"One of Two Thousand“ - The Ordeals of Rania Amdouni, at an Intersection of Social Struggles

On Wednesday March 17, 2021, Rania Amdouni's appeal takes place.  Arrested while trying to file a complaint against police officers, Rania was charged and sentenced to six months in prison. Rania is a queer activist, and together with many others, she has been an active and visible participant at the recent protests regarding the Law Enforcement Protection Act and demanding increased justice.  
Written by | 17 March 2021 | reading-duration 10 minutes

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In October 2020, a new bill for the protection of law enforcement triggered a wave of demonstrations against police impunity. As weeks went by, numerous protests with economic and social demands (notably against " Law 52" [concerning drugs], rights for the martyrs and the wounded of the Revolution, or denouncing police violence) were recorded, particularly throughout working-class neighbourhoods and inland regions.

In El Kamour, protesters are still demanding better access to natural resources and employment opportunities. In Ouled Jaballah, farmers denounce precariousness and inflation. In January 2021, the announcement of a four-day lockdown from 14 January, as well as the curfew extension, set fire to several neighbourhoods that were  already heavily affected by unemployment, in a context where economic activity had been considerably hit due to the Covid-19 pandemic.

But demonstrations are also being organised in the capital, and various protesters and queer activists are uniting for a common cause. Across the street, the police restrain the crowd with their brand new shields that some protesters took upon themselves to spray-paint for the occasion. The demonstrators did not hesitate to use spectacular methods to create controversy: covering the police officers in paint, climbing the statue of Ibn Khaldun, tagging the stone base…

In the front lines of the procession, Rania Amdouni, an activist and member of the activist clown brigade, is banging her drum. Behind her, a sea of flags for queer, communist, anarchist, antifa and " Manich Msameh" (formed in opposition to the economic reconciliation law) causes intermingle with protest slogans, emphasising the intersectional approach and convergence of struggles.

Demonstration on January 30, 2021, in support of those arrested during the protests. Rania Amdouni, wearing a T-shirt bearing the image of activist Lina Ben Mhenni, bangs on a drum together with an activist from the " Manich Msameh" movement. Photo credit: Issa Ziadia

increased visibility

The presence of flags and activists from the queer movement indicates an evolution and increased visibility for their cause. They are protesting for issues that go beyond their usual framework of demands (i.e. exclusively related to the multiple discriminations based on gender identity or sexual orientation). A convergence between various activist groups has thus taken place, whether queer, anarchist, feminist or related to youth from working class neighbourhoods.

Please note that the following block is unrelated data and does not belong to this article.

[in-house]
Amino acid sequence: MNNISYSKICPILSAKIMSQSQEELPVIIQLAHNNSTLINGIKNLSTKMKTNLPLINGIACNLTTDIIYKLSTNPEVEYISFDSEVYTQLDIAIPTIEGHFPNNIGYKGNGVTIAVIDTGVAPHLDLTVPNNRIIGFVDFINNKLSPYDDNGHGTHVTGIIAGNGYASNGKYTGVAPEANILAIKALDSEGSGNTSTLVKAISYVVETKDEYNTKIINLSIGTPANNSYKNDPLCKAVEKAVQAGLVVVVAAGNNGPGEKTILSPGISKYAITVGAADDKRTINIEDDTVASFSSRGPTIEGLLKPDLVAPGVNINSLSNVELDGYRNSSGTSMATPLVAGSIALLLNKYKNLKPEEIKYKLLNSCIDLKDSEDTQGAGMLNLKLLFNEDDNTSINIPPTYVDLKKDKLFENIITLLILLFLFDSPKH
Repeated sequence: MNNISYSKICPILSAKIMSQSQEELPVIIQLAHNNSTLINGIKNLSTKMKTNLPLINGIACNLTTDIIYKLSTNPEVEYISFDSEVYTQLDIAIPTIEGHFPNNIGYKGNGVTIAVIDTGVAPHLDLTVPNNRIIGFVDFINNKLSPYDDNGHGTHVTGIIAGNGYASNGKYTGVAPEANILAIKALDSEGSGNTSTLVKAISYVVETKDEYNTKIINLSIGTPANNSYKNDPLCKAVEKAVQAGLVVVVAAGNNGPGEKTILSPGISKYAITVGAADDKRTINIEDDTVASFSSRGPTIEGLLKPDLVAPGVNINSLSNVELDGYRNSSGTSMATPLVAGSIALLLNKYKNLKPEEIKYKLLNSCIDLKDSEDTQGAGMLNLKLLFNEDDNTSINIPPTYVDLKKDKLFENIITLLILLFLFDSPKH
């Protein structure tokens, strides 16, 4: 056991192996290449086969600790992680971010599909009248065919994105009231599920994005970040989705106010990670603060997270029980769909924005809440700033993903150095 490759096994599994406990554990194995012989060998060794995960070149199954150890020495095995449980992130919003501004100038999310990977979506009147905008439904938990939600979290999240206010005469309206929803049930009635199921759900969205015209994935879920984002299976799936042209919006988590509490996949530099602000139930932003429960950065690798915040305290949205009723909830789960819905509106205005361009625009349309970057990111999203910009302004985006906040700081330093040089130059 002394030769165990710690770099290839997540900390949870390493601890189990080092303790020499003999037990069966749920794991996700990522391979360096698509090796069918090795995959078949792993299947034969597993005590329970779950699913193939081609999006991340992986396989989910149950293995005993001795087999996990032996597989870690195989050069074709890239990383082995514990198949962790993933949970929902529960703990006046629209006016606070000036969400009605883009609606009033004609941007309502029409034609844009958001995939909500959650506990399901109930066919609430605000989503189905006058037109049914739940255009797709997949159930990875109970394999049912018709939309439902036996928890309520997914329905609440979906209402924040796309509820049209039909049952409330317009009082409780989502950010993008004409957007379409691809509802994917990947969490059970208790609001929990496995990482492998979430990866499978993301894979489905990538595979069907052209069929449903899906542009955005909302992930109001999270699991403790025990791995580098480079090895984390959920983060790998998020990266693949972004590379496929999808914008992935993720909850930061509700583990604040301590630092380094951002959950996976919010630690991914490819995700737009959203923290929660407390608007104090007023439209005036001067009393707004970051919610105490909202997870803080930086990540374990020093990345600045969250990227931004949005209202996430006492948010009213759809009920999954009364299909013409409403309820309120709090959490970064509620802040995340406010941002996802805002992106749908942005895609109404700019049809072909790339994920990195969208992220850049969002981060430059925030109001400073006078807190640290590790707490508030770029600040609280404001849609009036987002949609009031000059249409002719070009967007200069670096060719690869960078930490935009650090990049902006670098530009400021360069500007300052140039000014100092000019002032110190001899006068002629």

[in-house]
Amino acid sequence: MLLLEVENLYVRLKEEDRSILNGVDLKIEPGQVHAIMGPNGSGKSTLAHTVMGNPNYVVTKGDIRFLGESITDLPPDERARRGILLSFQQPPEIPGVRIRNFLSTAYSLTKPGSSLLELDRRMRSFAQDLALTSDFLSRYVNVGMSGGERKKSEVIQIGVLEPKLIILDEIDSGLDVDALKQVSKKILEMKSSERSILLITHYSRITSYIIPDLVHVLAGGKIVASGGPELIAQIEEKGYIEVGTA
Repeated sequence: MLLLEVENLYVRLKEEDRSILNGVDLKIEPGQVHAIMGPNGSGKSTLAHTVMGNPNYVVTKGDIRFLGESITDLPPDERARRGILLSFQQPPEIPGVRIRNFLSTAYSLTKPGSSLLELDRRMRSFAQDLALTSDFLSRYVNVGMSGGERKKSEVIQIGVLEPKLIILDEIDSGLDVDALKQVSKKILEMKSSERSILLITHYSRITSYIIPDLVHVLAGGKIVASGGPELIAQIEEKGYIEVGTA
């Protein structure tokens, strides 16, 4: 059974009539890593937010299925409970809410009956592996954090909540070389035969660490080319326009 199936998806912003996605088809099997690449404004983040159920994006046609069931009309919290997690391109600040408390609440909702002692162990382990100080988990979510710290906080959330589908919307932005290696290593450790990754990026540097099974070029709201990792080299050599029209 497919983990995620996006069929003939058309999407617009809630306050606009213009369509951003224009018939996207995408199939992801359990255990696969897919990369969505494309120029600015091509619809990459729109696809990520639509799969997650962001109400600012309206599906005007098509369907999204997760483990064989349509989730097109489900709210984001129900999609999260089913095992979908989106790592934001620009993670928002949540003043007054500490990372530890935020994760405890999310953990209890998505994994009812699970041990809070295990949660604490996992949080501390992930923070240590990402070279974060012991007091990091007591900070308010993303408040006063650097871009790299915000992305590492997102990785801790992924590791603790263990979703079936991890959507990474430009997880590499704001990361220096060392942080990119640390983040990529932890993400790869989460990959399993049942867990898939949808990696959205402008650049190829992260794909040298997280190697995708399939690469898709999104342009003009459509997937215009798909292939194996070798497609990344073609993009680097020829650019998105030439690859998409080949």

" There was a clear intersection of people affected by police repression. In the same demonstration against this bill, you found ultras, feminists, human rights activists, leftists and the LGBT community - the people who, in my opinion, are at the intersection of all forms of repression and domination, so it is natural that they become allies in the struggle", says Hamza Nasri, a political and human rights activist and member of Damj (an association working for " inclusion and defence of minorities and marginalised groups, including the LGBT community"). 

Saif Ayadi, a queer activist in the same association, has participated in all of the demonstrations since October. He says he wants increased visibility and to participate more in international protests that do not only concern demands specific to LGBT people, such as the repeal of article 230 of the penal code. " When we saw the aggressions and the media machinery and impunity policy backing it up, we decided to also become more visible", explains Saif. 

According to Abir Kréfa, a sociology lecturer and expert in gender related issues, " queer people were already severely repressed, and the confinement and the health care crisis aggravated this violence. As a result they found themselves on the front lines protesting police repression". This, according to her, was one of the reasons why they actively participated in recent demonstrations. 

Demonstration on March 6, 2021, at Ibn Khaldoun Square on Habib Bourguiba Avenue in Tunis, in support of Rania Amdouni.  Activists wave queer communist flags. Photo credit: Nissim Gasteli.

an activist alliance